The Koch Brothers’ first media attacking Initiated Measure 22, the Anti-Corruption Act, are remarkably lacking in design quality and fact.
The two main images are repetitive and unclear. The text tries to tell us that politicians are coming to take our money, yet the handsome whiskery gentleman on the address side does not clearly reinforce that message. Whose money is that in his hand? Where did that money come from? Is he putting that money in his pocket or taking it out to buy that notepad and that really big Mac screen on the counter in front of him? No one can tell: it’s just a static image with no clear direction.
The larger graphic on the back tries to make clearer some sort of transaction with some guy cufflinked up as Uncle Sam. But is Uncle Sam taking that wallet or handing it back? Is the headless suit model a voter? If so, is he losing his money to Uncle Sam or getting Democracy Credits back from Uncle Sam to spend as he sees fit? Or might blue-tied torso be a political candidate? If so, is he getting a handout from Uncle Sam, or is Uncle Sam actually taking away his wallet full of corrupting campaign cash from special interests like the Koch Brothers? And what is Uncle Sam doing here, anyway? The Anti-Corruption Act is a state measure, not some federal law, right?
Bonus critique: the postcard is gender-biased, depicting all men. Aren’t women affected by the Anti-Corruption Act?
Americans for Prosperity doesn’t write any more clearly than it designs. The card indicts itself, saying Initiated Measure 22 means “more politics as usual—more TV ads, more postcards, and more robocalls….” Defeat22.com sniffs dismissively at campaign mailers… with a campaign mailer. Hilarious.
Similarly contradictory is the first line of their Web content:
Politically-connected special interest groups are up to no good [Americans for Prosperity, Defeat22.com, downloaded 2016.07.11].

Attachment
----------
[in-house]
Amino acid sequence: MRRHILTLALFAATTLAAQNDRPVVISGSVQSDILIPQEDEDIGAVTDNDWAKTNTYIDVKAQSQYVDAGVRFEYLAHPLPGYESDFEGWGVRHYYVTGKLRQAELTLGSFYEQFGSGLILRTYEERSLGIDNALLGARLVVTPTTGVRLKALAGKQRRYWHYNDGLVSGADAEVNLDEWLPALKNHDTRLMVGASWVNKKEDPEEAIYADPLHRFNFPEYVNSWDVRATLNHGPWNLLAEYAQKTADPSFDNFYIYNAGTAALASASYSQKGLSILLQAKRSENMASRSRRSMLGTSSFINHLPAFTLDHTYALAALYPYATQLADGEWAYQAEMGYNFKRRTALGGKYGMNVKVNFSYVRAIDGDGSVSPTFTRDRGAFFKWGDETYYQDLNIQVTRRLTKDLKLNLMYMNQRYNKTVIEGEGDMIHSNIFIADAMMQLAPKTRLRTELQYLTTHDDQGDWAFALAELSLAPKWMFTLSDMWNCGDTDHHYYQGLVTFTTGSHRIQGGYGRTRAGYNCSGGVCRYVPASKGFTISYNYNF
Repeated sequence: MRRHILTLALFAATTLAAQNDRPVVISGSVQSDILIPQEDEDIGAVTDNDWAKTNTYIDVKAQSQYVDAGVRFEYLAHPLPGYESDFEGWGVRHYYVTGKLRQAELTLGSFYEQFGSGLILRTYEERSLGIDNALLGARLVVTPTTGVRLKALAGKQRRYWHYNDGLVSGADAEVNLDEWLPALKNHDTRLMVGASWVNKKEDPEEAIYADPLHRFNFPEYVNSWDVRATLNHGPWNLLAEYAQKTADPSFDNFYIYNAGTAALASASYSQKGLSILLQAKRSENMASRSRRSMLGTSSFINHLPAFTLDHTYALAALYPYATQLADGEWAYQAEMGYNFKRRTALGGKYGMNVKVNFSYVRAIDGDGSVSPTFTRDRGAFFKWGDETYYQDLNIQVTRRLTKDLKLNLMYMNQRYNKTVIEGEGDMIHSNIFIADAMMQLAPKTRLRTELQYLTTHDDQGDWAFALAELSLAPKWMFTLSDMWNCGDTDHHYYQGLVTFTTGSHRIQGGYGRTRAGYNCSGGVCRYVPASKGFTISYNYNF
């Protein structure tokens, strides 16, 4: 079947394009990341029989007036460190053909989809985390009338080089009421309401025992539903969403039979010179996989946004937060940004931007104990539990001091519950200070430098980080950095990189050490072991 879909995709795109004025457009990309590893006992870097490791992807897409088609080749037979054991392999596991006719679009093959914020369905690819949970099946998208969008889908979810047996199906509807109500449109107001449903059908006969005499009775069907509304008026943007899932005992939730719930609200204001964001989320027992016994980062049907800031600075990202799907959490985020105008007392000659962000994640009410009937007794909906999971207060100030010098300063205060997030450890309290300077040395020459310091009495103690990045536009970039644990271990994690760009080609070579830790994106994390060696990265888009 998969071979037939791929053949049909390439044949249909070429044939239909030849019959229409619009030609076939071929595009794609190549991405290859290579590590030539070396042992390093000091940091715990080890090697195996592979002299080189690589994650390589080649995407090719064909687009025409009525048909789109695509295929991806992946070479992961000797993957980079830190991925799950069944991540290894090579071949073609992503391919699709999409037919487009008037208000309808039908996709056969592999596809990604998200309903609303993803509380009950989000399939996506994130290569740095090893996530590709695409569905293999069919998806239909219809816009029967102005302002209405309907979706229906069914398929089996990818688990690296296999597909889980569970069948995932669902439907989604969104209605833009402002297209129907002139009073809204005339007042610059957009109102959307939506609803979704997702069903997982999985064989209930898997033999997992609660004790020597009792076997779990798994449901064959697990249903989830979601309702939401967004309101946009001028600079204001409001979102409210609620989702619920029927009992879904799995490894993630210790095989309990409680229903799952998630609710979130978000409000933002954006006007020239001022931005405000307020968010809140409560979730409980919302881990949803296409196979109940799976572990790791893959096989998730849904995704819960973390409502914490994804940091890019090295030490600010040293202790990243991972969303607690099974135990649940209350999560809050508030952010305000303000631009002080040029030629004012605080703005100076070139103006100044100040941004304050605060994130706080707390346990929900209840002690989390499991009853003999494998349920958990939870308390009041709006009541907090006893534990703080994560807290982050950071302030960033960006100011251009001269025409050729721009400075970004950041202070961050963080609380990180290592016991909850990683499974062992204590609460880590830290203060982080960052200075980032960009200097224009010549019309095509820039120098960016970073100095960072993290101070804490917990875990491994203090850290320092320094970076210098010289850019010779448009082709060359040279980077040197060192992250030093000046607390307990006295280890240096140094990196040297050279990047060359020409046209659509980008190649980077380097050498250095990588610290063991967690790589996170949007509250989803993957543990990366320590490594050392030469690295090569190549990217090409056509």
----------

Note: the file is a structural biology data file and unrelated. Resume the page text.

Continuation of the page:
Here, for one brief, shining moment, the Koch Brothers actually tell the truth: Defeat22.com’s backers are politically connected, they are special interest groups, and they are up to no good.
The rest of their text is hogwash. Let’s do the line-by-line:
Measure 22 will allow big spending politicians to take millions of our taxpayer dollars and send it to political campaigns:
The Anti-Corruption Act actually limits campaign spending. To participate in small-donor public financing, “big spending politicians” have to limit the size of donations they take ($250 cap for Legislative candidates; $500 cap for statewide candidates). No candidate gets “millions” from the Anti-Corruption Act; IM 22’s “Democracy Credits” are limited to $700K for gubernatorial candidates, $175K for candidates for attorney general, $75K for Secretary of State and Public Utilities Commissioner, $50K for treasurer, $25K for auditor, and $15K for legislators and Commissioner of School and Public Lands.
- Forcing us to fund political TV ads and intrusive automated calls
The Anti-Corruption Act forces no one to fund political advertising. Citizens volunteer to participate in the Democracy Credits program. Citizens can give their two $50 Democracy Credits to the candidate or candidates of their choice, or they can leave that money on the shelf.